DENMARK - Denmark's PFA Pension made an above-benchmark return on investments of 1.2% in 2007, but has now slashed its equities exposure ahead of the recession it expects to see in the US.
Plans to buy DKK5bn (€671m) of equities have been put on ice, and equities exposure has been cut from 20% to 15%, the DKK213bn labour-market pension scheme said in a statement.
Managing Director Henrik Heideby called the 1.2% return on overall investments, before tax and costs, "reasonably satisfactory" given the very difficult market conditions, and the scheme pointed out this return was 0.2% above its strategic benchmark.
Equities produced a 5.9% return, with overseas shares in particular driving the return up. Bonds returned 0.5% in the year - 0.2% below benchmark - while interest-rate hedging made a significant loss, reducing the overall return by 1.5%.
PFA said it viewed the latest uncertainty and downwards correction of economic growth and corporate profits with growing seriousness.
"The increased risk of a recession in the US was the reason why, at the beginning of December 2007, we suspended our planned purchase of a further DKK5bn of equities," said Heideby.
At the beginning of January 2008, PFA said, it judged the likelihood of a recession in the US had risen to 50%. Since then, that probability has increased again, it said, and now a recession could only be avoided in the best-case scenario.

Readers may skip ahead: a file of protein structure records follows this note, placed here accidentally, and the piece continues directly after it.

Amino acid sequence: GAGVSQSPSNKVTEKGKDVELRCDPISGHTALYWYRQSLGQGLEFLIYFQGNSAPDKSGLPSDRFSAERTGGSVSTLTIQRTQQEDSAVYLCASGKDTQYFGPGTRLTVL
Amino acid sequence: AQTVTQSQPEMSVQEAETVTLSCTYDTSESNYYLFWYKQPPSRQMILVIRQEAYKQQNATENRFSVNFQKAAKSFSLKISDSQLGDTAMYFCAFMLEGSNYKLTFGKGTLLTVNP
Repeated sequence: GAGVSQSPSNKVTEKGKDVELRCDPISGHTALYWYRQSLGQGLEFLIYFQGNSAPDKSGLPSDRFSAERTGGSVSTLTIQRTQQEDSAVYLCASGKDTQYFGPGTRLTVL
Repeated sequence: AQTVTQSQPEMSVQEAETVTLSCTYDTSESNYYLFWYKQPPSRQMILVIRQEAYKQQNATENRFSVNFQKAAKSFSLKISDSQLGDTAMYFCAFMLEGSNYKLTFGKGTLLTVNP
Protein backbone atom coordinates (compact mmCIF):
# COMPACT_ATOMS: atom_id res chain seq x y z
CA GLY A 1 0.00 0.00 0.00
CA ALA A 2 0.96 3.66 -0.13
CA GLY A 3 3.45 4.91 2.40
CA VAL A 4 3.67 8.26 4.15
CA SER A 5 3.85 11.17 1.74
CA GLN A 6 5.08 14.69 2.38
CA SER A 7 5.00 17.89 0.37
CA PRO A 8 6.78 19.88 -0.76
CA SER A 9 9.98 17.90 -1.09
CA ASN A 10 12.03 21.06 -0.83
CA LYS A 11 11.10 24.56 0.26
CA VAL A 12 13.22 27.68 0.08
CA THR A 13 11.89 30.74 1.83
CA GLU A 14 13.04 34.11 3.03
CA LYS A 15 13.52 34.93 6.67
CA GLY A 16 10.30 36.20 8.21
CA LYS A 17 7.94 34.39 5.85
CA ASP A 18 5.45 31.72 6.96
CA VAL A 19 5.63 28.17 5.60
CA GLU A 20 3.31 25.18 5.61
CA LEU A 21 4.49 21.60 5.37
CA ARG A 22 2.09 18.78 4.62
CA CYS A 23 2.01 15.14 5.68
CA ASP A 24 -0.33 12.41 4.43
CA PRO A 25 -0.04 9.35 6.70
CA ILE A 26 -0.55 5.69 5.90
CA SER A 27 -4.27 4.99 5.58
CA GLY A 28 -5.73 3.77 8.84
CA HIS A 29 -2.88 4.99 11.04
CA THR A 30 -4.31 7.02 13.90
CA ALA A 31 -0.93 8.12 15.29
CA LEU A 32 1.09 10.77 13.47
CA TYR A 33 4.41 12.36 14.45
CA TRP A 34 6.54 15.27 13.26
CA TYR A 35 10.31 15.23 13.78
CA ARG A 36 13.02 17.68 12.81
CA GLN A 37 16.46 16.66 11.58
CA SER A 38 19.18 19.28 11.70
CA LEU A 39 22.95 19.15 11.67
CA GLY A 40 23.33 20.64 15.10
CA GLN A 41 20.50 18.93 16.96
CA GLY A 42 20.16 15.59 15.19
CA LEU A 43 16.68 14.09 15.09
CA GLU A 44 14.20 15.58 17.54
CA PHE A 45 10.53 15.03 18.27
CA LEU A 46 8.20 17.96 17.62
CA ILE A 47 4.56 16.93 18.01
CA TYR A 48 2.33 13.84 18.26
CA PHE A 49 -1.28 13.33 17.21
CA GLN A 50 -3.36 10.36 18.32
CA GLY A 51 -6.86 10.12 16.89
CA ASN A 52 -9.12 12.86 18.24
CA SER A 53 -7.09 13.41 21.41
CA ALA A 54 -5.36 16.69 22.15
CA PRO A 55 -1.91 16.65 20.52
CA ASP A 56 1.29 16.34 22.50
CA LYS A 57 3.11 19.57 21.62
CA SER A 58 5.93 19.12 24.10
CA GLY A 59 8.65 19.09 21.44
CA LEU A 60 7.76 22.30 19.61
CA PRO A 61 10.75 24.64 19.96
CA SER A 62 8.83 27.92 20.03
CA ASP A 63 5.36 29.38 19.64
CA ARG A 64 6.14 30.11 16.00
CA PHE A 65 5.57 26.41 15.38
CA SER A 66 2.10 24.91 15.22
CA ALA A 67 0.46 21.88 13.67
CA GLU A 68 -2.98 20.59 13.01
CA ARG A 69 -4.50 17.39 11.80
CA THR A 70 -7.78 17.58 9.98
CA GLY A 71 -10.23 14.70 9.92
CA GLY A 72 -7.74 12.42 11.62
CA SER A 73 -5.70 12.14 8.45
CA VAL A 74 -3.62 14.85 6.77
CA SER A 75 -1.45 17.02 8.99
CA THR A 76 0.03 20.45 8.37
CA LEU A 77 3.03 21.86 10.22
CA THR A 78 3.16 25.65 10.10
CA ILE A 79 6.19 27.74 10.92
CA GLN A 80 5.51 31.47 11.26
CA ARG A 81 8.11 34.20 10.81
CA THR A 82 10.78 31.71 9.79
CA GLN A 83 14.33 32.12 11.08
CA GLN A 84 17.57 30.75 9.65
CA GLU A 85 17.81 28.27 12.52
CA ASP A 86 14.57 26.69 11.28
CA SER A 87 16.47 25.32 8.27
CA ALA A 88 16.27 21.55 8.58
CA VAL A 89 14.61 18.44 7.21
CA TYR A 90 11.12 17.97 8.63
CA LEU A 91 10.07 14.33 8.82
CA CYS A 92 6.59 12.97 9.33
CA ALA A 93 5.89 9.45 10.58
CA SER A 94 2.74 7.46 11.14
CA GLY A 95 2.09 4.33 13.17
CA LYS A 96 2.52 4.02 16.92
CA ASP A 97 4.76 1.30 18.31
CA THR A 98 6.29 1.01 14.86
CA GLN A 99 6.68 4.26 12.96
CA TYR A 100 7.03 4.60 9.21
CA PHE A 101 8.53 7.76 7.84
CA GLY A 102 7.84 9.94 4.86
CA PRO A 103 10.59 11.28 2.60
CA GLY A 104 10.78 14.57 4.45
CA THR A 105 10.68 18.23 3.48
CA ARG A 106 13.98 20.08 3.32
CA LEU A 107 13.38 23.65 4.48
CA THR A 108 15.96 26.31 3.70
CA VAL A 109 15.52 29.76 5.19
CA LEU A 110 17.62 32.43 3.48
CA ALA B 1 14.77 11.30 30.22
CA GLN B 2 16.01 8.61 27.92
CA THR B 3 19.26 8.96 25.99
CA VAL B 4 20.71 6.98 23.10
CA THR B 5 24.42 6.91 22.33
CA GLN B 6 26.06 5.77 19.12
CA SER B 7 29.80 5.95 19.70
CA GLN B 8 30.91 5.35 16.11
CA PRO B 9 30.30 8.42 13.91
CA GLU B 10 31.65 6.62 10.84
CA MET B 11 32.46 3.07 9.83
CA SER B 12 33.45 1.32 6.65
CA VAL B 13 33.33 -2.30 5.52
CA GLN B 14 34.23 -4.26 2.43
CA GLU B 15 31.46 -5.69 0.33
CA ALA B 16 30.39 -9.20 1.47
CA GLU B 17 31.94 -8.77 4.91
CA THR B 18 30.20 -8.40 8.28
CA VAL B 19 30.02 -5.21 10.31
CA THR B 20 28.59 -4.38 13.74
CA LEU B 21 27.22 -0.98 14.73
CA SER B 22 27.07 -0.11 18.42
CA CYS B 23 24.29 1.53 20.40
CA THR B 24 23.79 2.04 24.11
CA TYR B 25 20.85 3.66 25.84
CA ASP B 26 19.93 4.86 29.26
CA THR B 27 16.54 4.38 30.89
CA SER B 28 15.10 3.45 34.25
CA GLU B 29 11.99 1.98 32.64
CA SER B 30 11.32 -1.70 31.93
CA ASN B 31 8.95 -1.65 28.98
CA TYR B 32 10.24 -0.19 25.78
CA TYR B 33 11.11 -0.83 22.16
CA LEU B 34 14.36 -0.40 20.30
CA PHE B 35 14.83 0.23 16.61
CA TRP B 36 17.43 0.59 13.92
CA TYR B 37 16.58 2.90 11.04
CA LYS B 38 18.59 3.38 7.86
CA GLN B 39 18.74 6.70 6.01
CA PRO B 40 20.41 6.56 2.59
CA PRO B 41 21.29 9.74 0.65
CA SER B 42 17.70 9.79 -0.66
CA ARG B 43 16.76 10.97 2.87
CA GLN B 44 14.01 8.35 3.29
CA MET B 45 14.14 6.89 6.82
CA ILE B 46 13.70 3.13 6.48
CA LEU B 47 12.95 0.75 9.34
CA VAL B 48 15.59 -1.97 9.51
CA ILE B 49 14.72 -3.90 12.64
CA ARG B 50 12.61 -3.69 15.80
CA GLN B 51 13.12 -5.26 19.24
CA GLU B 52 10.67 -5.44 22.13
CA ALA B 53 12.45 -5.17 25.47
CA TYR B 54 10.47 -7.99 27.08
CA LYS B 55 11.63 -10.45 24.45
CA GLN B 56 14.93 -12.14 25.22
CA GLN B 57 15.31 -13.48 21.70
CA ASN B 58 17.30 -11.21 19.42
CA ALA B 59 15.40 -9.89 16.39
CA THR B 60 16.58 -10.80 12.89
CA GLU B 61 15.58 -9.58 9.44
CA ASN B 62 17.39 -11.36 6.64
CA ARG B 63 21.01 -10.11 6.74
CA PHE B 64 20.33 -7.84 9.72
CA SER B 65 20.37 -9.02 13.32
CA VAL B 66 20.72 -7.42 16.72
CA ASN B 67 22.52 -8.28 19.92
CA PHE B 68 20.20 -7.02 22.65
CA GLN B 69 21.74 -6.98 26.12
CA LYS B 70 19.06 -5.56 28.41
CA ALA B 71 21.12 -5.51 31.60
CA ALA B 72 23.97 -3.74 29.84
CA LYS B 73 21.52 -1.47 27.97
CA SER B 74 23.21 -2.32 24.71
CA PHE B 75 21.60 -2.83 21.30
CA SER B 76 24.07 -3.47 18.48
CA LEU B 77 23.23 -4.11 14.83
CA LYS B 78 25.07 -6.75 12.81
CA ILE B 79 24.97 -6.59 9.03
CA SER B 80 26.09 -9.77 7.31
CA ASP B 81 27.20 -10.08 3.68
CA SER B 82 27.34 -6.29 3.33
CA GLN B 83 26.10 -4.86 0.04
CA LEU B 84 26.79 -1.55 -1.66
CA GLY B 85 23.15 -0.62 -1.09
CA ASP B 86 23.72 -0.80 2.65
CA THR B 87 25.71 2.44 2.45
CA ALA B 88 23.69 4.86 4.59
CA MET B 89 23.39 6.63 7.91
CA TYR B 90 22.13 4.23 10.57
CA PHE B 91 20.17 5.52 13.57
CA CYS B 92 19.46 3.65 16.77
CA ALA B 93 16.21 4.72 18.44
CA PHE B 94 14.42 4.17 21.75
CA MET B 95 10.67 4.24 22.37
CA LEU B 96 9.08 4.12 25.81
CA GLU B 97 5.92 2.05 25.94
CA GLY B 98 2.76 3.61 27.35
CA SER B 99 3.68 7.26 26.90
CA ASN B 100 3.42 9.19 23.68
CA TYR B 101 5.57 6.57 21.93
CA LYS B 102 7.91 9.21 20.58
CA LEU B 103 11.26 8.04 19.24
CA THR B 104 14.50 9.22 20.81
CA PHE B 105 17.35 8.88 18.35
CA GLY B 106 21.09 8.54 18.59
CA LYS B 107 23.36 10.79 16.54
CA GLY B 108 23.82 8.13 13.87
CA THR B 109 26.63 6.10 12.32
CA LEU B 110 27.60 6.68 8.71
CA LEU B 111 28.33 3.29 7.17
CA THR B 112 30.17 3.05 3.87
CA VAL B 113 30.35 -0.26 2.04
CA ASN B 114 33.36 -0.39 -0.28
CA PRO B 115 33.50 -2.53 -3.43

"In order to minimise our sensitivity to equities, PFA reduced its equities allocation before the latest fall in share prices from around 20% to less than 15% by using financial instruments," the scheme said.
"This gave PFA good protection against the sharp fall in share prices seen in the last few days. By using financial instruments, PFA has minimised the risk without selling holdings," said the scheme's investment director Henrik Franck.
Overall investment return from January 1 to January 21 was around 1%, while the equities negative return for the same period was -11.5%, the scheme said.
"In the long-term, we still believe equities are attractive, because for the time being we do not expect a deep and lasting American decline," said Franck. "Rather, shares are not significantly overvalued, as they were in 2001, when we last had a recession; the opposite is more the case.
"This sets a limit on how much lower share prices will be pushed, but does not prevent a strong upswing in the near-term," he added.
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